JAPANESE researchers visited the region last week to gain knowledge of Australia’s world renowned ‘Landcare’ program.
Dr Kazuki Kagohashi, from Nanzan University, and PhD student Tomomi Maekawa, with The Tokyo Institute of Technology, visited Lake Bolac, Penshurst and Hamilton to study and network with Landcare groups.
The visitors were accompanied by Professor Michael Seigel, also of Nanzan University.
Landcare started in 1986 as a community-based volunteer movement which helped farmers work through environmental problems in groups.
The strength of the program was in its approach, with farmers no longer needing to overcome environmental problems alone.
The program has since become increasingly sophisticated, addressing issues with ‘Coastcare’ and other agricultural programs.
Notable Landcare projects in the area include the award winning Glenelg River Restoration Project, a joint effort between Landcare groups and The Glenelg Hopkins Catchment Management Authority.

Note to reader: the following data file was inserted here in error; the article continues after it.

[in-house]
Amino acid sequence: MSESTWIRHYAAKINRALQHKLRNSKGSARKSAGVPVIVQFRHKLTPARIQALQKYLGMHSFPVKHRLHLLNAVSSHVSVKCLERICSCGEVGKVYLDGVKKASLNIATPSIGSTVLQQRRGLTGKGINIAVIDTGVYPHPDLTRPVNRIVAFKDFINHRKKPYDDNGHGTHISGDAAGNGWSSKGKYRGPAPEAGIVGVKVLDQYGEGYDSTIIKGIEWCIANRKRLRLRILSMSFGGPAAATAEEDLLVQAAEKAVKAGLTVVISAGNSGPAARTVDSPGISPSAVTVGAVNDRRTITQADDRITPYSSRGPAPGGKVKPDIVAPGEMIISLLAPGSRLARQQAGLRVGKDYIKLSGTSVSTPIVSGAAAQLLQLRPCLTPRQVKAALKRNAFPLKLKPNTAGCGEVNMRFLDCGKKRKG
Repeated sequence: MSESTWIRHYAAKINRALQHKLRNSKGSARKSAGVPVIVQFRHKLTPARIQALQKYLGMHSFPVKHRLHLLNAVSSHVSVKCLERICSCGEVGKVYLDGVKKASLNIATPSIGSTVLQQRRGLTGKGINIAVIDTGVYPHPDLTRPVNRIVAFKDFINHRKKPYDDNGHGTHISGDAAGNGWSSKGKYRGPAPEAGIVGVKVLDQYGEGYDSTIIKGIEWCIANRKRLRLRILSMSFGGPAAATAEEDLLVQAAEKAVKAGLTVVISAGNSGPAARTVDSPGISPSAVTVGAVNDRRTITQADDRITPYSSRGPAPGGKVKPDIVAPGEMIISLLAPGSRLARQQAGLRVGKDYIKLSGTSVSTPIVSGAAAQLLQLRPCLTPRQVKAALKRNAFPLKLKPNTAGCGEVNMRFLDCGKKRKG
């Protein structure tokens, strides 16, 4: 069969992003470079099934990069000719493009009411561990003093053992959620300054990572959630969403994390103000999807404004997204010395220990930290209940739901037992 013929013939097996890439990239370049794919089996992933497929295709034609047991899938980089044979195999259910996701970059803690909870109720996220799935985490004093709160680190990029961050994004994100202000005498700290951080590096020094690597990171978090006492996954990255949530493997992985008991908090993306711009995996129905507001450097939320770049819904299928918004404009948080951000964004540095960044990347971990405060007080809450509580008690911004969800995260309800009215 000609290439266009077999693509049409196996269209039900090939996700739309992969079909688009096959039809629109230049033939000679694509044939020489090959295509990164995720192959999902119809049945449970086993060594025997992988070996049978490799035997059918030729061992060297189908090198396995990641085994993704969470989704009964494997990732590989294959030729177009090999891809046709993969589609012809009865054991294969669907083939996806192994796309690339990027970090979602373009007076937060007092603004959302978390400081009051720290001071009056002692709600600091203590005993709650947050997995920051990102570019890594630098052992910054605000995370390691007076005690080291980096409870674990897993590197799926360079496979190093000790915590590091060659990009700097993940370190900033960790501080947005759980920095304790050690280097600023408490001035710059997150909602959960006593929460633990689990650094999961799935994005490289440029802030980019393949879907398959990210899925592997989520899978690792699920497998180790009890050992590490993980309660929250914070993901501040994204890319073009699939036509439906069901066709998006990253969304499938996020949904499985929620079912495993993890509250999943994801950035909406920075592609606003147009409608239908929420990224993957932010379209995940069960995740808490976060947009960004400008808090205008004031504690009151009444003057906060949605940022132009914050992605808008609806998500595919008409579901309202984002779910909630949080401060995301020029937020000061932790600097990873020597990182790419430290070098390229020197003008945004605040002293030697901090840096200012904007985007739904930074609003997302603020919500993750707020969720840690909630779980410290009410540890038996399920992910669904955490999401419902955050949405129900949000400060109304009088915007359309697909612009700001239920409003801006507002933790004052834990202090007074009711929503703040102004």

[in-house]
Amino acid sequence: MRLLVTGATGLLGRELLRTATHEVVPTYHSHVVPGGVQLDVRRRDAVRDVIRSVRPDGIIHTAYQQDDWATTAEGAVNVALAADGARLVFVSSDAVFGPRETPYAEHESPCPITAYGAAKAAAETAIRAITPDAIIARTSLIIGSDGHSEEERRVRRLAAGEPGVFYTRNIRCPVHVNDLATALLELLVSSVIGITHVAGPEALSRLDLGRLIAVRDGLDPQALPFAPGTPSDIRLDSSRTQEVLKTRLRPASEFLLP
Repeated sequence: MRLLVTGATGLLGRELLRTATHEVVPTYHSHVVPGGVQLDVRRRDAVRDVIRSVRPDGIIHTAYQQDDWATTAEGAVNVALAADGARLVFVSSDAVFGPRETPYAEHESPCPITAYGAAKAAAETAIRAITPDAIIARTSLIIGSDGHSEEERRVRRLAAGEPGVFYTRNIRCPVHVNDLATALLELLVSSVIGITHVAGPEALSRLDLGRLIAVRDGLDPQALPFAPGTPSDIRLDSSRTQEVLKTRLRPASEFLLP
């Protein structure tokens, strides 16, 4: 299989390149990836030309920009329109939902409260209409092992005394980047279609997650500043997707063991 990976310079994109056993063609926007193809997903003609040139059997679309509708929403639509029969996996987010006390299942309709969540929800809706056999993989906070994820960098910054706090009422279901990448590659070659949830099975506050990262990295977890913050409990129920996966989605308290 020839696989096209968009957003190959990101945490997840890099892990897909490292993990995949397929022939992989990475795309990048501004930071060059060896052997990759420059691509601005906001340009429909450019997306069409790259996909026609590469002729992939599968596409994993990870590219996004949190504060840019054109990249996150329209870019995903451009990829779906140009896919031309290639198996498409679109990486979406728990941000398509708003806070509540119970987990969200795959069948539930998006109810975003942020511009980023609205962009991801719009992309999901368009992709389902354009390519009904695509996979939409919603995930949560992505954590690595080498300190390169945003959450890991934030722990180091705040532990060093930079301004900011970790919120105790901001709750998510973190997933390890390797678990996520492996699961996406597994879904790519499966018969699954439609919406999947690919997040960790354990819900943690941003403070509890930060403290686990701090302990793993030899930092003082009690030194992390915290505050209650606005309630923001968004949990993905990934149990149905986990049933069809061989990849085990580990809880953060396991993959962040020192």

The project is highly acclaimed and has been nominated as a finalist in the 2014 International River prize.
The researchers visit had them view several Landcare related projects in the area, including wildlife corridors, wetland restorations and land class fencing.
They were joined by several Landcare professionals, including Penshurst’s Friends of Yatmerone, a Landcare group dedicated to the Yatmerone Wildlife Reserve.
The group treated the visitors to a barbecue on Mount Rouse before visiting Landcare sites in the Pierrepoint area.
Full story in The Spectator on Saturday, March 29, 2014, or subscribe to our epaper at top of page.